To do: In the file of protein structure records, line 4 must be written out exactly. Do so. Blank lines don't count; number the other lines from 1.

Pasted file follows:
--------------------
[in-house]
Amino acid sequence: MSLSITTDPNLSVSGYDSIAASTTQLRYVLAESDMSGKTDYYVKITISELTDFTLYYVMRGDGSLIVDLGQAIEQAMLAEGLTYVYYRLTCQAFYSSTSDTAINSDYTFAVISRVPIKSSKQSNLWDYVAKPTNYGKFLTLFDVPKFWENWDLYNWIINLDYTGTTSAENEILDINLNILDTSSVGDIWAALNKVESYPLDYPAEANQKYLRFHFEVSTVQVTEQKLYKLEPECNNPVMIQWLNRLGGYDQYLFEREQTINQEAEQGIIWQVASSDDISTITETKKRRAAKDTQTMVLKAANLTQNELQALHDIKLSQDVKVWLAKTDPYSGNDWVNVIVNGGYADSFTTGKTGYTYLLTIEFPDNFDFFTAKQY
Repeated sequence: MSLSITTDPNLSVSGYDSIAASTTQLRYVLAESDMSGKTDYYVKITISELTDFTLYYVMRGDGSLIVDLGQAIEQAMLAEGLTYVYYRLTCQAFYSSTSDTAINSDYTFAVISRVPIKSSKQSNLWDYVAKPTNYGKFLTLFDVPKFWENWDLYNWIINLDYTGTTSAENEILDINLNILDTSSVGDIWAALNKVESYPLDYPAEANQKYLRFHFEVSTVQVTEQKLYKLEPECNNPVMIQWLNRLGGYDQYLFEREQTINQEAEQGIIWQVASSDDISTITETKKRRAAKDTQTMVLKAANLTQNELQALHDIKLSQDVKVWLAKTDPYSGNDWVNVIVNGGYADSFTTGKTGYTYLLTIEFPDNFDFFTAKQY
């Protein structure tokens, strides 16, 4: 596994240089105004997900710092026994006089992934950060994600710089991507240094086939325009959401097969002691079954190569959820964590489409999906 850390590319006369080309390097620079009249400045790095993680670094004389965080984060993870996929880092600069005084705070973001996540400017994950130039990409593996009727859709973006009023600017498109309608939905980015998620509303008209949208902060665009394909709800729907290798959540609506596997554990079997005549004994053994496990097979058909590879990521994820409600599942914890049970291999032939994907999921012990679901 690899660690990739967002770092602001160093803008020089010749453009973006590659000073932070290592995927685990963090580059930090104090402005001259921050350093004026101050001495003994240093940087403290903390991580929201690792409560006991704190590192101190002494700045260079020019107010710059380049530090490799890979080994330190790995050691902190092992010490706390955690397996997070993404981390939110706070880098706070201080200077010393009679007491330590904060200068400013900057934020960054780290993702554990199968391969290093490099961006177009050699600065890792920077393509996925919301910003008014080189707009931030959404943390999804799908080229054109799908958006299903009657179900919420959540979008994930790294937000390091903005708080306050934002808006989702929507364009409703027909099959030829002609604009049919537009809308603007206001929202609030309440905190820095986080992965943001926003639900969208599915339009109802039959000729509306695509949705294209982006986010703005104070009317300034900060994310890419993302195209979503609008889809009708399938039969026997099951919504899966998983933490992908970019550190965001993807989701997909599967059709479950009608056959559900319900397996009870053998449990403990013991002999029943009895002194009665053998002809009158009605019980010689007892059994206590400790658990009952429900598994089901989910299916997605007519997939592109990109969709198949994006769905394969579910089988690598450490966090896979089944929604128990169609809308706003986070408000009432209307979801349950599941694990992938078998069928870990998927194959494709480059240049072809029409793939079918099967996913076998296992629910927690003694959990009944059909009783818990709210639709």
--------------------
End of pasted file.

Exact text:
């Protein structure tokens, strides 16, 4: 596994240089105004997900710092026994006089992934950060994600710089991507240094086939325009959401097969002691079954190569959820964590489409999906 850390590319006369080309390097620079009249400045790095993680670094004389965080984060993870996929880092600069005084705070973001996540400017994950130039990409593996009727859709973006009023600017498109309608939905980015998620509303008209949208902060665009394909709800729907290798959540609506596997554990079997005549004994053994496990097979058909590879990521994820409600599942914890049970291999032939994907999921012990679901 690899660690990739967002770092602001160093803008020089010749453009973006590659000073932070290592995927685990963090580059930090104090402005001259921050350093004026101050001495003994240093940087403290903390991580929201690792409560006991704190590192101190002494700045260079020019107010710059380049530090490799890979080994330190790995050691902190092992010490706390955690397996997070993404981390939110706070880098706070201080200077010393009679007491330590904060200068400013900057934020960054780290993702554990199968391969290093490099961006177009050699600065890792920077393509996925919301910003008014080189707009931030959404943390999804799908080229054109799908958006299903009657179900919420959540979008994930790294937000390091903005708080306050934002808006989702929507364009409703027909099959030829002609604009049919537009809308603007206001929202609030309440905190820095986080992965943001926003639900969208599915339009109802039959000729509306695509949705294209982006986010703005104070009317300034900060994310890419993302195209979503609008889809009708399938039969026997099951919504899966998983933490992908970019550190965001993807989701997909599967059709479950009608056959559900319900397996009870053998449990403990013991002999029943009895002194009665053998002809009158009605019980010689007892059994206590400790658990009952429900598994089901989910299916997605007519997939592109990109969709198949994006769905394969579910089988690598450490966090896979089944929604128990169609809308706003986070408000009432209307979801349950599941694990992938078998069928870990998927194959494709480059240049072809029409793939079918099967996913076998296992629910927690003694959990009944059909009783818990709210639709």